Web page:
And then there’s the actual content of his remarks. When held up against, well, reality, how do they sound? From coast to coast Canadians rejected division and negativity? Really? This is a curious interpretation of an electoral map that shows a profoundly divided nation. A resurgence of separatism in Quebec, an almost complete shutout of the Liberal party in Alberta and Saskatchewan where 65-70 percent of the vote went Conservative. Sizeable swaths of the popular voted going Green and NDP in protest of Trudeau’s pitiful record on climate change and reconciliation with indigenous people. And, again, all this after a campaign defined by division and negativity, if not from some of the more peripheral leaders, then certainly from Trudeau and Conservative leader Andrew Scheer. From which coast to which coast, exactly, is Trudeau discerning a rejection of division and negativity?

Instead, what we get is rather typical political speak. Mask the truth with platitudes and uncritical cheerleading for our team, which can do no wrong, for defeating the other teams, which can do no right. Is it any wonder that people have grown weary and contemptuous of the political process? Is it too much to ask for someone to speak truthfully?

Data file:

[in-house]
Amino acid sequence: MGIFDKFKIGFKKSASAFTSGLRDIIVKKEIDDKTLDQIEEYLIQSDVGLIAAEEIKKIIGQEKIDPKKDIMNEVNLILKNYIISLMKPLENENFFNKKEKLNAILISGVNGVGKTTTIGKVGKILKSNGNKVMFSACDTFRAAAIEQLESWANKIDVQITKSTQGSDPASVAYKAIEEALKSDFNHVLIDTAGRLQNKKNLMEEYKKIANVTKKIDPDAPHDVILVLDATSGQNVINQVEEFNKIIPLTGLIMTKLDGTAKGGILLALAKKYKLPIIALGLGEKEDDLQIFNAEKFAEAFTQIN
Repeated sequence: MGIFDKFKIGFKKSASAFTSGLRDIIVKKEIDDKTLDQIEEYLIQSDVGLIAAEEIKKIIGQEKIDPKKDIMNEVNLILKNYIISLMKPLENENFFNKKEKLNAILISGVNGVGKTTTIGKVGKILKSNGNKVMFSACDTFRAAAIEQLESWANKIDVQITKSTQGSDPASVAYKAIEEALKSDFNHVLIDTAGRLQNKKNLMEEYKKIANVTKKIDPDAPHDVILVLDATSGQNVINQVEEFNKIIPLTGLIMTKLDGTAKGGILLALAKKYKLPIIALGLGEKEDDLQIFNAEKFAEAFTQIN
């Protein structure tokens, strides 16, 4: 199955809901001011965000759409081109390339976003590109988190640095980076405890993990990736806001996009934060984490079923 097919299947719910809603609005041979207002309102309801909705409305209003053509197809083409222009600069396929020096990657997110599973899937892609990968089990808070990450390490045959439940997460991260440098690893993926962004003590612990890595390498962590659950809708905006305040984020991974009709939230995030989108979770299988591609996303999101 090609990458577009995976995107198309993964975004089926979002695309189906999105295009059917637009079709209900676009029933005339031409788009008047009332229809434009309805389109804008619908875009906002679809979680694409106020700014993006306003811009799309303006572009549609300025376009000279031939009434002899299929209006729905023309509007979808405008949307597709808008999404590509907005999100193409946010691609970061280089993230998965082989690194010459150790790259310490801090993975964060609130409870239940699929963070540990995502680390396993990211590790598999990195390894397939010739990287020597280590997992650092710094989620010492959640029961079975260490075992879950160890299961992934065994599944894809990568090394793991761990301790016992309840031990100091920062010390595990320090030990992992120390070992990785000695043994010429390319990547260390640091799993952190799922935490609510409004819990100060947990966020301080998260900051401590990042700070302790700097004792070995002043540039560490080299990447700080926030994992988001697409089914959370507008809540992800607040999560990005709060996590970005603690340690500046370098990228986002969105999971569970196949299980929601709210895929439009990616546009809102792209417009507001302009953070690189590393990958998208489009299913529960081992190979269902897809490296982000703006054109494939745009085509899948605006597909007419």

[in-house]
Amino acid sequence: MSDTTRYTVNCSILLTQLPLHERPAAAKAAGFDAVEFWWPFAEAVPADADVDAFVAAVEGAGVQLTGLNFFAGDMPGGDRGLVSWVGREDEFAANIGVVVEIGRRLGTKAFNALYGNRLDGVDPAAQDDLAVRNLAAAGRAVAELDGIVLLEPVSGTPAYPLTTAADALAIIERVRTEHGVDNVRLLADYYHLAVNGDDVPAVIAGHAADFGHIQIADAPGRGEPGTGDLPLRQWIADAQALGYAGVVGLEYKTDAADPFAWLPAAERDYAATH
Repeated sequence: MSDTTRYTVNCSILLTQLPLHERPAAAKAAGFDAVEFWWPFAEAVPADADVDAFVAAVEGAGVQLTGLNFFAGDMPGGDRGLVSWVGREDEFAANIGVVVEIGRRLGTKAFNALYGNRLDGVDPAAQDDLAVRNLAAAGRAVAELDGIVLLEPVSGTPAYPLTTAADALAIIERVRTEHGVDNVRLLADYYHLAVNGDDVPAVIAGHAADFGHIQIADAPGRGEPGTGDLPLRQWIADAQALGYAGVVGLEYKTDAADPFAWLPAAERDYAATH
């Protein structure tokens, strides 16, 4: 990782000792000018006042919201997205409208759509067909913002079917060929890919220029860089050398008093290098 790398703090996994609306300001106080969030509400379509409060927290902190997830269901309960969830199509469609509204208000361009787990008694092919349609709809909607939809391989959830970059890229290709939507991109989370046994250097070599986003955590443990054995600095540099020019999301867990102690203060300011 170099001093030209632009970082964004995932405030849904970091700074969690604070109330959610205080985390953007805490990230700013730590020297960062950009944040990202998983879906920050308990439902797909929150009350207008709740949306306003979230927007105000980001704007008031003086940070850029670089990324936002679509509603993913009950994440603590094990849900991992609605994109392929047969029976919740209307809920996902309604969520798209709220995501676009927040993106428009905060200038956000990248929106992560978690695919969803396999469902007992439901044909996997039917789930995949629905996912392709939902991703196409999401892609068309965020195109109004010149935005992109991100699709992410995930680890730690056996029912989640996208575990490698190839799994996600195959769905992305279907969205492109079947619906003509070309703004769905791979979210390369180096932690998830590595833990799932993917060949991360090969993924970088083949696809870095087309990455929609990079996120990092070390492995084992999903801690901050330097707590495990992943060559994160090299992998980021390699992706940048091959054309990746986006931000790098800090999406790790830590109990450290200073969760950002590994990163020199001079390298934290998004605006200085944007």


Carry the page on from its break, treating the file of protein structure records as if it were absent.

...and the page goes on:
Here’s what Justin Trudeau might have said as he pondered the outcome last night, if he wanted to tell the truth and, indeed, to “reject division and negativity.”

— From coast to coast to coast tonight, Canadians demonstrated that we have some pretty significant differences — differences that are often inflamed by their political leaders, including me. It sounds rather hollow to praise the rejection of division and negativity when my opponents and I have been trafficking in it heavily for the last 40 days.

— From coast to coast to coast tonight, Canadians appear to be a bewilderingly diverse lot. We are a vast nation whose citizens inhabit and reflect remarkably different social locations. Perhaps it’s unreasonable to think that just endlessly repeating sound bites like “diversity is our strength” and “tolerance” and “inclusivity” and “progressive values” will be the best strategy to unite us over the next four years. Perhaps more is required to sensibly govern people who really do think very differently about things (i.e., who are actually diverse, rather than the theoretical diversity that I’m fond of praising in my public remarks).